- Published: Wednesday, 17 August 2016
- Written by Jon Chandler
- Hits: 585
Whether you're designing something new, or building an existing design, Octopart is a handy website to know about and use!
Until recently, my biggest use of Octopart has been to track down needed components and to compare prices. I checked the availability of a high side switch I'm considering for a USB charger is the car I'm working on. I could go to Digikey and Mouser to check the price and availability, but an easier way is to type the part number into Octopart and you'll instantly be presented of a table with price and availability from a number of distributors. Just a note - Octopart covers commercial distributors like Digikey, Mouser and Allied Electronics, but doesn't cover places like Jameco. The table below shows the results for the high side driver.
There are a few important things we can see from the search results. Since this is for a new design, the first thing I noticed was the availability, or in this case, the relative lack of availability. When I first looked at this part a couple weeks ago, the only source was Allied Electronics; they have plenty of them, but they are not one of my go to sources. I know from experience they won't have everything I need, so if I'm only going to buy one or two of these components, having Allied as the only source means added costs for shipping (two difference orders to get everything I need).
I did some additional digging and found an alternative high side switch that would work just as well. Let's take a look at its availability.
That's better. Plenty of stock at Digikey and Mouser (my usual sources) and the price is better too. The table also shows the price at various distributors. Most of the time, the prices will be similar between the distributors, but this isn't always the case; sometimes the differences can be considerable.
As a bit of an aside, Arrow has been coming up more and more often with aggressive pricing. They may not have all the parts you need, but the difference in pricing may justify splitting your order between them and another distributor. This was the case with my audio beeper board where a savings were considerable when ordering parts in lots of ten.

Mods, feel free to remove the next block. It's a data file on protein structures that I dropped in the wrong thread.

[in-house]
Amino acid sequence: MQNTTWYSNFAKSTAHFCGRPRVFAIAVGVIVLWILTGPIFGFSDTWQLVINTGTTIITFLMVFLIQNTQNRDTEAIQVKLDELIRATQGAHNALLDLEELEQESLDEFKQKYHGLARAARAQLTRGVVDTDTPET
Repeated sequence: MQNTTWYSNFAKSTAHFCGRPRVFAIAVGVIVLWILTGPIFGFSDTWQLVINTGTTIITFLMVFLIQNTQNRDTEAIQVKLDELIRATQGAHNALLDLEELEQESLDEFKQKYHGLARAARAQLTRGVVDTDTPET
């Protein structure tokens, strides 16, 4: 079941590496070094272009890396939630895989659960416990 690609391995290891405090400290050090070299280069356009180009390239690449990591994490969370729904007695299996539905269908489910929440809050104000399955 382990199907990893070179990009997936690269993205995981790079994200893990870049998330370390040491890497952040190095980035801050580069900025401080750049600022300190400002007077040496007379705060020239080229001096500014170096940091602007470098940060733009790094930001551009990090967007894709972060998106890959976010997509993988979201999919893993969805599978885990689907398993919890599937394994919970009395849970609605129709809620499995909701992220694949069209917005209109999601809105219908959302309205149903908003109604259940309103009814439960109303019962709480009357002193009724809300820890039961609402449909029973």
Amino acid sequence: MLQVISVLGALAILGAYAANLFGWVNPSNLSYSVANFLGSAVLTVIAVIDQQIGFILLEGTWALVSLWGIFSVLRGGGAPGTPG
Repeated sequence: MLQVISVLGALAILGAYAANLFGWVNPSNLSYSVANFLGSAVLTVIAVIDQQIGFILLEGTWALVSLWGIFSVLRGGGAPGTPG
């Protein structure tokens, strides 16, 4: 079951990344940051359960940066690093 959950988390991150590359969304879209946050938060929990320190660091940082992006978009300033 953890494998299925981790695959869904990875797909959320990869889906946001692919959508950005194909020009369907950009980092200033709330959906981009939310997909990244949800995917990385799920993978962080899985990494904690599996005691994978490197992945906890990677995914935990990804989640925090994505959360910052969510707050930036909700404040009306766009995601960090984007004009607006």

I've been using Octopart for this feature for a couple years now. But recently I tried another feature of their site, the BOM (Bill of Materials) tool. You can enter the parts required for a project (which are stored for future reference) and you're presented with a table for all the parts in your project. It shows the parts, warns you of availability problems and gives the pricing for a number of distributors. I'll have to show the table in two parts but I can also share the table so you can see it live. You have the option of sharing it to view or to view and edit, which is handy if you're working on a group project.
The yellow box by the resistor network on line 7 means there's a limited number of suppliers; in this case, Digikey is one of the suppliers with stock, so it's not a problem. If the box is red, you have a problem - finding that component may be difficult or impossible. There is nothing worse than designing a circuit around the perfect part, even laying out a circuit board, and finding it's not available!
The second part of the table shows stock and pricing at preferred vendors and further to the right other vendors with stock. In the upper right corner, the cost to fill the BOM is shown.
If you click in the "matched parts" column, it will call up the usual page for the part.
In most cases, clicking on the price under a specific vendor brings up their web page for the part.
Definitely worth a look. Octopart has many other features which I have yet to explore.